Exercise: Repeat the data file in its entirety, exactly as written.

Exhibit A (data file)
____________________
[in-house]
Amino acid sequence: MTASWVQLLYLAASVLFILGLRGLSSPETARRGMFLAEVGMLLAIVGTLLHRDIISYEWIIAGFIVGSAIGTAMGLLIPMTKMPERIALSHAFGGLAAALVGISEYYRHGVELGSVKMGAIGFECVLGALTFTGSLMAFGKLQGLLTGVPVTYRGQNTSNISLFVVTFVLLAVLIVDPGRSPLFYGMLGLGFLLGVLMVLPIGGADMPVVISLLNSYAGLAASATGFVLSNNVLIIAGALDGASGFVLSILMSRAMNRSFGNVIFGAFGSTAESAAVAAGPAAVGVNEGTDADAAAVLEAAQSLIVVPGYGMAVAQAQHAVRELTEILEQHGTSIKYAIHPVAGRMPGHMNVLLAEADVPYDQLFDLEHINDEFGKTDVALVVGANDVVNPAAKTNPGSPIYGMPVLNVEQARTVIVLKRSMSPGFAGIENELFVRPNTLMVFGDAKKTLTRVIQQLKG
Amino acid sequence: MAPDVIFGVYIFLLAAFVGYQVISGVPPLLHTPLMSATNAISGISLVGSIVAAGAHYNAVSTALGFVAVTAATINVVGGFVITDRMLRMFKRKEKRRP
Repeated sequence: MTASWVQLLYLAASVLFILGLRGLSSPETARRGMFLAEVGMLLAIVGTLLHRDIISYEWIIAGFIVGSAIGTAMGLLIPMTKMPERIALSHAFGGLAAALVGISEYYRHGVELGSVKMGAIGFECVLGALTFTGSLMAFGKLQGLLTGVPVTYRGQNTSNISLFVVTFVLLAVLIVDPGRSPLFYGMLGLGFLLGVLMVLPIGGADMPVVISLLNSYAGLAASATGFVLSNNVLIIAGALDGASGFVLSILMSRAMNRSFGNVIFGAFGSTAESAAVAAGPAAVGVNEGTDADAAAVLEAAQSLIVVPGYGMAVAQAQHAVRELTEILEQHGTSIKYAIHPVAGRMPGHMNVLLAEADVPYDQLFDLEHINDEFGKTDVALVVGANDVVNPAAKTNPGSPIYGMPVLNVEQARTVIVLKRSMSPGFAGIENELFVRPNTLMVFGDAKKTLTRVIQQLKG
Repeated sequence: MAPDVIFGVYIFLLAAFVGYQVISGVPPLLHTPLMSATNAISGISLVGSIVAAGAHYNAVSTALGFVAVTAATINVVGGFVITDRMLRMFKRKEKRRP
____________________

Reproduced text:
[in-house]
Amino acid sequence: MTASWVQLLYLAASVLFILGLRGLSSPETARRGMFLAEVGMLLAIVGTLLHRDIISYEWIIAGFIVGSAIGTAMGLLIPMTKMPERIALSHAFGGLAAALVGISEYYRHGVELGSVKMGAIGFECVLGALTFTGSLMAFGKLQGLLTGVPVTYRGQNTSNISLFVVTFVLLAVLIVDPGRSPLFYGMLGLGFLLGVLMVLPIGGADMPVVISLLNSYAGLAASATGFVLSNNVLIIAGALDGASGFVLSILMSRAMNRSFGNVIFGAFGSTAESAAVAAGPAAVGVNEGTDADAAAVLEAAQSLIVVPGYGMAVAQAQHAVRELTEILEQHGTSIKYAIHPVAGRMPGHMNVLLAEADVPYDQLFDLEHINDEFGKTDVALVVGANDVVNPAAKTNPGSPIYGMPVLNVEQARTVIVLKRSMSPGFAGIENELFVRPNTLMVFGDAKKTLTRVIQQLKG
Amino acid sequence: MAPDVIFGVYIFLLAAFVGYQVISGVPPLLHTPLMSATNAISGISLVGSIVAAGAHYNAVSTALGFVAVTAATINVVGGFVITDRMLRMFKRKEKRRP
Repeated sequence: MTASWVQLLYLAASVLFILGLRGLSSPETARRGMFLAEVGMLLAIVGTLLHRDIISYEWIIAGFIVGSAIGTAMGLLIPMTKMPERIALSHAFGGLAAALVGISEYYRHGVELGSVKMGAIGFECVLGALTFTGSLMAFGKLQGLLTGVPVTYRGQNTSNISLFVVTFVLLAVLIVDPGRSPLFYGMLGLGFLLGVLMVLPIGGADMPVVISLLNSYAGLAASATGFVLSNNVLIIAGALDGASGFVLSILMSRAMNRSFGNVIFGAFGSTAESAAVAAGPAAVGVNEGTDADAAAVLEAAQSLIVVPGYGMAVAQAQHAVRELTEILEQHGTSIKYAIHPVAGRMPGHMNVLLAEADVPYDQLFDLEHINDEFGKTDVALVVGANDVVNPAAKTNPGSPIYGMPVLNVEQARTVIVLKRSMSPGFAGIENELFVRPNTLMVFGDAKKTLTRVIQQLKG
Repeated sequence: MAPDVIFGVYIFLLAAFVGYQVISGVPPLLHTPLMSATNAISGISLVGSIVAAGAHYNAVSTALGFVAVTAATINVVGGFVITDRMLRMFKRKEKRRP